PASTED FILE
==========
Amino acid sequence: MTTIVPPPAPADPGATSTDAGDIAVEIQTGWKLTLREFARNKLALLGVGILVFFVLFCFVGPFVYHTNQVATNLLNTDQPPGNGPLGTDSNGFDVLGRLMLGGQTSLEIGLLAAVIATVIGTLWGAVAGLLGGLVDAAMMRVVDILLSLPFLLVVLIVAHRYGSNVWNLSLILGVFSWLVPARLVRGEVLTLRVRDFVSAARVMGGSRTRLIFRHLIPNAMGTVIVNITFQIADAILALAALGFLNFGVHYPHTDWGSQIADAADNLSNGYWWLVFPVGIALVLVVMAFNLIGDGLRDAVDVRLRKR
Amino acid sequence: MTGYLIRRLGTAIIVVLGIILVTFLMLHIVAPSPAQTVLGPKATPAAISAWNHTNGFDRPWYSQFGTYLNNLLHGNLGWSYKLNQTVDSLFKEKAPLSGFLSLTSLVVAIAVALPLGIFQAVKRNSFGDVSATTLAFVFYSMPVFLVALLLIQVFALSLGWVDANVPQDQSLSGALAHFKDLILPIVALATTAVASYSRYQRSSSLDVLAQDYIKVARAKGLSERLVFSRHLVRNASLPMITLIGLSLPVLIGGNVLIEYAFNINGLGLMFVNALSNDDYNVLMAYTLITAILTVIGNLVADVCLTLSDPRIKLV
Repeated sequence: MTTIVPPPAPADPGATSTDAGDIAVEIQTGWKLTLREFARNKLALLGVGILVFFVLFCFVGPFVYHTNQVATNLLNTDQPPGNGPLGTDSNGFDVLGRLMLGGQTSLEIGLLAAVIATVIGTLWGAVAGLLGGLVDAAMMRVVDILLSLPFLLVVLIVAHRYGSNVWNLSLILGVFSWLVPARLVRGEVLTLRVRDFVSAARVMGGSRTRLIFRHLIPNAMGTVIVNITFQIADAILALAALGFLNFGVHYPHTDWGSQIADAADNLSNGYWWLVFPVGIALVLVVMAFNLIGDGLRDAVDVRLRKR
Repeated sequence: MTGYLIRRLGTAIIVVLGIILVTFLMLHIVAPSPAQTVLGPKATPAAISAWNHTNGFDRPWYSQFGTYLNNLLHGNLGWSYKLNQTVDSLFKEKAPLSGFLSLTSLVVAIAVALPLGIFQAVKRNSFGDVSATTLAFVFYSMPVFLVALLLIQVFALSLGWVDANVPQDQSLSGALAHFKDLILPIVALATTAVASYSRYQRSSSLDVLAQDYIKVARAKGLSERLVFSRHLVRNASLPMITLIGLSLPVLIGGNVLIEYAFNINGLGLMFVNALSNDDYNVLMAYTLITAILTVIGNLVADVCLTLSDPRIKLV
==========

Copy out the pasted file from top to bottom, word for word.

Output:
Amino acid sequence: MTTIVPPPAPADPGATSTDAGDIAVEIQTGWKLTLREFARNKLALLGVGILVFFVLFCFVGPFVYHTNQVATNLLNTDQPPGNGPLGTDSNGFDVLGRLMLGGQTSLEIGLLAAVIATVIGTLWGAVAGLLGGLVDAAMMRVVDILLSLPFLLVVLIVAHRYGSNVWNLSLILGVFSWLVPARLVRGEVLTLRVRDFVSAARVMGGSRTRLIFRHLIPNAMGTVIVNITFQIADAILALAALGFLNFGVHYPHTDWGSQIADAADNLSNGYWWLVFPVGIALVLVVMAFNLIGDGLRDAVDVRLRKR
Amino acid sequence: MTGYLIRRLGTAIIVVLGIILVTFLMLHIVAPSPAQTVLGPKATPAAISAWNHTNGFDRPWYSQFGTYLNNLLHGNLGWSYKLNQTVDSLFKEKAPLSGFLSLTSLVVAIAVALPLGIFQAVKRNSFGDVSATTLAFVFYSMPVFLVALLLIQVFALSLGWVDANVPQDQSLSGALAHFKDLILPIVALATTAVASYSRYQRSSSLDVLAQDYIKVARAKGLSERLVFSRHLVRNASLPMITLIGLSLPVLIGGNVLIEYAFNINGLGLMFVNALSNDDYNVLMAYTLITAILTVIGNLVADVCLTLSDPRIKLV
Repeated sequence: MTTIVPPPAPADPGATSTDAGDIAVEIQTGWKLTLREFARNKLALLGVGILVFFVLFCFVGPFVYHTNQVATNLLNTDQPPGNGPLGTDSNGFDVLGRLMLGGQTSLEIGLLAAVIATVIGTLWGAVAGLLGGLVDAAMMRVVDILLSLPFLLVVLIVAHRYGSNVWNLSLILGVFSWLVPARLVRGEVLTLRVRDFVSAARVMGGSRTRLIFRHLIPNAMGTVIVNITFQIADAILALAALGFLNFGVHYPHTDWGSQIADAADNLSNGYWWLVFPVGIALVLVVMAFNLIGDGLRDAVDVRLRKR
Repeated sequence: MTGYLIRRLGTAIIVVLGIILVTFLMLHIVAPSPAQTVLGPKATPAAISAWNHTNGFDRPWYSQFGTYLNNLLHGNLGWSYKLNQTVDSLFKEKAPLSGFLSLTSLVVAIAVALPLGIFQAVKRNSFGDVSATTLAFVFYSMPVFLVALLLIQVFALSLGWVDANVPQDQSLSGALAHFKDLILPIVALATTAVASYSRYQRSSSLDVLAQDYIKVARAKGLSERLVFSRHLVRNASLPMITLIGLSLPVLIGGNVLIEYAFNINGLGLMFVNALSNDDYNVLMAYTLITAILTVIGNLVADVCLTLSDPRIKLV